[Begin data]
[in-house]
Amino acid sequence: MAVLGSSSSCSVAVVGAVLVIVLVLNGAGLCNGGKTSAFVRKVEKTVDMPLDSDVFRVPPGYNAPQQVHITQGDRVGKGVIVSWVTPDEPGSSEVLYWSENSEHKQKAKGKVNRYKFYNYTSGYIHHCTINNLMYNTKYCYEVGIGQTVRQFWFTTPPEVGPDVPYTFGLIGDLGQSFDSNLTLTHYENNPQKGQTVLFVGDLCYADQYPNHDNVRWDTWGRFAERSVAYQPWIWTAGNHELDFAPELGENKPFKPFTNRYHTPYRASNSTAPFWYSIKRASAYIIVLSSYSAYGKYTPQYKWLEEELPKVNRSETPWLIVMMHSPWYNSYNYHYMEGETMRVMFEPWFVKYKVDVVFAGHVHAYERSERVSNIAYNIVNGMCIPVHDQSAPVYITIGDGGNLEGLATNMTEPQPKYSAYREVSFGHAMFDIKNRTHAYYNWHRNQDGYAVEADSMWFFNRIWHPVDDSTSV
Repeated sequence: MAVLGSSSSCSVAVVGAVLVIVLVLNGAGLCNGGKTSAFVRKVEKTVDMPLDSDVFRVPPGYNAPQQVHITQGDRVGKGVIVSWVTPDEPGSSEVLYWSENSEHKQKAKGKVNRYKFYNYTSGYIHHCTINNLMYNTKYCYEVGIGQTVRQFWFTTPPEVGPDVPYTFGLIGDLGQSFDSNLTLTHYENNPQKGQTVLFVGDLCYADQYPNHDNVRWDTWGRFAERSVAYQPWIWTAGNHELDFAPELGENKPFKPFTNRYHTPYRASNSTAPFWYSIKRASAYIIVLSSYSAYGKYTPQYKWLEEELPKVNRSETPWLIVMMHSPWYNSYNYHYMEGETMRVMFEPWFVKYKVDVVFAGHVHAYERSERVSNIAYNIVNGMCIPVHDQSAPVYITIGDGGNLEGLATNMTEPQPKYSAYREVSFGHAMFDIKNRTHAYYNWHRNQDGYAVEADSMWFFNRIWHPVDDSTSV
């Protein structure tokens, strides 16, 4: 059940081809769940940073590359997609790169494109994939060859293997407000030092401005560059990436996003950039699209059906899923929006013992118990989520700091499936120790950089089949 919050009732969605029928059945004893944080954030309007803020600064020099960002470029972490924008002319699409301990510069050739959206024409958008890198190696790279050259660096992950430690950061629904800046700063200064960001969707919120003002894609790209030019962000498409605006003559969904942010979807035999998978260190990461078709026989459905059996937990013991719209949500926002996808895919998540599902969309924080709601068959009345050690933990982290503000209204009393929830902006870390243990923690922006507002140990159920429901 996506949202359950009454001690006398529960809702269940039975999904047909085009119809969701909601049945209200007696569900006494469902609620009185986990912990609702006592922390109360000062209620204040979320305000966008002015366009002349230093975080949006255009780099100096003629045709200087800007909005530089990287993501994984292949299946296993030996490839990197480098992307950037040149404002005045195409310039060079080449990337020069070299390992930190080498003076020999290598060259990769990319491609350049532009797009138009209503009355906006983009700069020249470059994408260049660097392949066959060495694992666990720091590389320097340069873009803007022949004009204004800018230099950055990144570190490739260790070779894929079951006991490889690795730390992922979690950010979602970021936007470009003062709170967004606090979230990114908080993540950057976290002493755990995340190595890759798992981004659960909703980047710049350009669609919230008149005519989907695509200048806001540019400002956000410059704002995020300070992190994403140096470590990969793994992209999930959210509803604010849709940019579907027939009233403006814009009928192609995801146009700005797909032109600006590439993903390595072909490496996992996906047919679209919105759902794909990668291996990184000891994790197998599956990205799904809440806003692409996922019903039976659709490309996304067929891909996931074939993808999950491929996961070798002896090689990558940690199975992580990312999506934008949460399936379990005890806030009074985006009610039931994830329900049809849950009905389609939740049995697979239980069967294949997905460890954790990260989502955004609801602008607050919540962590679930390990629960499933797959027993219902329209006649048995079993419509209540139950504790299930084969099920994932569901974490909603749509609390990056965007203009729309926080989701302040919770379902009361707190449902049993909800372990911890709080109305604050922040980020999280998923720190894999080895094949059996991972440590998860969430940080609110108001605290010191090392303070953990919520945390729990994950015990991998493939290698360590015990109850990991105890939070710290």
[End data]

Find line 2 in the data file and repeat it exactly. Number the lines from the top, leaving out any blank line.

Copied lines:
Amino acid sequence: MAVLGSSSSCSVAVVGAVLVIVLVLNGAGLCNGGKTSAFVRKVEKTVDMPLDSDVFRVPPGYNAPQQVHITQGDRVGKGVIVSWVTPDEPGSSEVLYWSENSEHKQKAKGKVNRYKFYNYTSGYIHHCTINNLMYNTKYCYEVGIGQTVRQFWFTTPPEVGPDVPYTFGLIGDLGQSFDSNLTLTHYENNPQKGQTVLFVGDLCYADQYPNHDNVRWDTWGRFAERSVAYQPWIWTAGNHELDFAPELGENKPFKPFTNRYHTPYRASNSTAPFWYSIKRASAYIIVLSSYSAYGKYTPQYKWLEEELPKVNRSETPWLIVMMHSPWYNSYNYHYMEGETMRVMFEPWFVKYKVDVVFAGHVHAYERSERVSNIAYNIVNGMCIPVHDQSAPVYITIGDGGNLEGLATNMTEPQPKYSAYREVSFGHAMFDIKNRTHAYYNWHRNQDGYAVEADSMWFFNRIWHPVDDSTSV